Study objective The Centers for Medicare & Medicaid Services (CMS) recently published emergency department (ED) timeliness measures. These data show substantial variation in hospital performance and suggest the need for process improvement initiatives. However, the CMS measures are not risk adjusted and may provide misleading information about hospital performance and variation. We hypothesize that substantial hospital-level variation will persist after risk adjustment. Methods This cross-sectional study included hospitals that participated in the Emergency Department Benchmarking Alliance and CMS ED measure reporting in 2012. Outcomes included the CMS measures corresponding to median annual boarding time, length of stay of admitted patients, length of stay of discharged patients, and waiting time of discharged patients. Covariates included hospital structural characteristics and case-mix information from the American Hospital Association Survey, CMS cost reports, and the Emergency Department Benchmarking Alliance. We used a γ regression with a log link to model the skewed outcomes. We used indirect standardization to create risk-adjusted measures. We defined "substantial" variation as coefficient of variation greater than 0.15. Results The study cohort included 723 hospitals. Risk-adjusted performance on the CMS measures varied substantially across hospitals, with coefficient of variation greater than 0.15 for all measures. Ratios between the 10th and 90th percentiles of performance ranged from 1.5-fold for length of stay of discharged patients to 3-fold for waiting time of discharged patients. Conclusion Policy-relevant variations in publicly reported CMS ED timeliness measures persist after risk adjustment for nonmodifiable hospital and case-mix characteristics. Future "positive deviance" studies should identify modifiable process measures associated with high performance.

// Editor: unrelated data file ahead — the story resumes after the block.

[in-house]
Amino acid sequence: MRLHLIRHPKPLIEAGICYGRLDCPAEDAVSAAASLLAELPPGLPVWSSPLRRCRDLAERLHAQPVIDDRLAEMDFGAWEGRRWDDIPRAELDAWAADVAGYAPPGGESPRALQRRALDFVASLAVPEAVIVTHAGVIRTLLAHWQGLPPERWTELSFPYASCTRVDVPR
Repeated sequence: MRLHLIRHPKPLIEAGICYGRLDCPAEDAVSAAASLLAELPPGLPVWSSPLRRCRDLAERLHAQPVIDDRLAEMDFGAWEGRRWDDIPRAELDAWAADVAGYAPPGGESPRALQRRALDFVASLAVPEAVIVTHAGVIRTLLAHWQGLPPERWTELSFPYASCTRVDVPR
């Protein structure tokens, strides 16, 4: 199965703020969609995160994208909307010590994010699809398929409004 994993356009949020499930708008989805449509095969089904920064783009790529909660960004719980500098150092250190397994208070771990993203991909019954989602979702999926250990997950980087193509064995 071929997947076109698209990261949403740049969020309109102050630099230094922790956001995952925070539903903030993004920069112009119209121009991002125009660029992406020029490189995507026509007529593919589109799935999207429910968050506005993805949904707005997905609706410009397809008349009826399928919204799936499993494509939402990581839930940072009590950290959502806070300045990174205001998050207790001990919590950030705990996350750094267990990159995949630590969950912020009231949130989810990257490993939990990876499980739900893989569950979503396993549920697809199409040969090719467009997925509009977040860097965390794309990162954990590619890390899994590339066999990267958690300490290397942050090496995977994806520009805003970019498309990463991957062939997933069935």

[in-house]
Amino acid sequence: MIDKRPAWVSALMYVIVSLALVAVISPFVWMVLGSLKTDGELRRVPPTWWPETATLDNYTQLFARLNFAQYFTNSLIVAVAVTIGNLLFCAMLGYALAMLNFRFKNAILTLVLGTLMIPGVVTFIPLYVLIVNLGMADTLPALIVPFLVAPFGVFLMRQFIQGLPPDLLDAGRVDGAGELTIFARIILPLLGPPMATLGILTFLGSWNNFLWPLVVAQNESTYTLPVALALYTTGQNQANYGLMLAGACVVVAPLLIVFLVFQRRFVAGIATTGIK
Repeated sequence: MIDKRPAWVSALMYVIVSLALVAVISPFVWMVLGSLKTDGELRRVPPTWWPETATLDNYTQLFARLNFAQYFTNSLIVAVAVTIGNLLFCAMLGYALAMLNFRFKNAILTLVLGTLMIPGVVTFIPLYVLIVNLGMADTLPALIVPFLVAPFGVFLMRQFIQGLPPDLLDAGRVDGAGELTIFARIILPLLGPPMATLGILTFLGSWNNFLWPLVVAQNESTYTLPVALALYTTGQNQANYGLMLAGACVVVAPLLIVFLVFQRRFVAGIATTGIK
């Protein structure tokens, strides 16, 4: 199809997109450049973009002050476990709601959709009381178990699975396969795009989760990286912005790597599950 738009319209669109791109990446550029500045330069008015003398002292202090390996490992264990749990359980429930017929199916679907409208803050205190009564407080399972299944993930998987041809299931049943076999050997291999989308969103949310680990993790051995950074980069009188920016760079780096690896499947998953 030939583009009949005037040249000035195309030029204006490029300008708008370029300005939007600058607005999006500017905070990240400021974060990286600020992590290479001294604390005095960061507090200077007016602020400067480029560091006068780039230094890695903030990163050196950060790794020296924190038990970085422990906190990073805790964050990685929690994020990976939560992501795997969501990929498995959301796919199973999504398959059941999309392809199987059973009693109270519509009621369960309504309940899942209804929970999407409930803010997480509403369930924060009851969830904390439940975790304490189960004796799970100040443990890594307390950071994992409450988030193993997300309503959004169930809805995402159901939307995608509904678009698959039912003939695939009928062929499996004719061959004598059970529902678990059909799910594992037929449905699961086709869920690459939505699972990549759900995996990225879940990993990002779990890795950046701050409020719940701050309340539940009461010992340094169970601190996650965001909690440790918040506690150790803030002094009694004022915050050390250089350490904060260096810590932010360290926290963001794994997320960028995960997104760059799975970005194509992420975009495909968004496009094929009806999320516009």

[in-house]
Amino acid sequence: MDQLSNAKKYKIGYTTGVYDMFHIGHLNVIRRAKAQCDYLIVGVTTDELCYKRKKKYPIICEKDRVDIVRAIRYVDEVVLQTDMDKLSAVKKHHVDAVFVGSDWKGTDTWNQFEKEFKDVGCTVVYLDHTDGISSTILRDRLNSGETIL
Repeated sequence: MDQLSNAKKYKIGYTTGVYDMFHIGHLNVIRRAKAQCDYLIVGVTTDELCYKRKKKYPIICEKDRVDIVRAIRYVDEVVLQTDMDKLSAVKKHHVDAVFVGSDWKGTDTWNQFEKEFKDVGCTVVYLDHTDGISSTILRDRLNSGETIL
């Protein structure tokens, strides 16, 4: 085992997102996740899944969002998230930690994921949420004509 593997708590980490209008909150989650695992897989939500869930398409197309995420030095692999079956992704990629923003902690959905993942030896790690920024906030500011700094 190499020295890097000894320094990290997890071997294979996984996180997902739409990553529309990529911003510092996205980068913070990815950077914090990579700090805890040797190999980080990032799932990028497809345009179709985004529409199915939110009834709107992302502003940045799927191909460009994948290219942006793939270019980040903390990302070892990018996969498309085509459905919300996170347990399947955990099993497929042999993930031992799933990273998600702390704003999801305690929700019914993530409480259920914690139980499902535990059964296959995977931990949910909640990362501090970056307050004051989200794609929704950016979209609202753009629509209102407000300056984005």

|Original language||English (US)|
|Journal||Annals of emergency medicine|
|State||Published - Apr 1 2016|
ASJC Scopus subject areas
- Emergency Medicine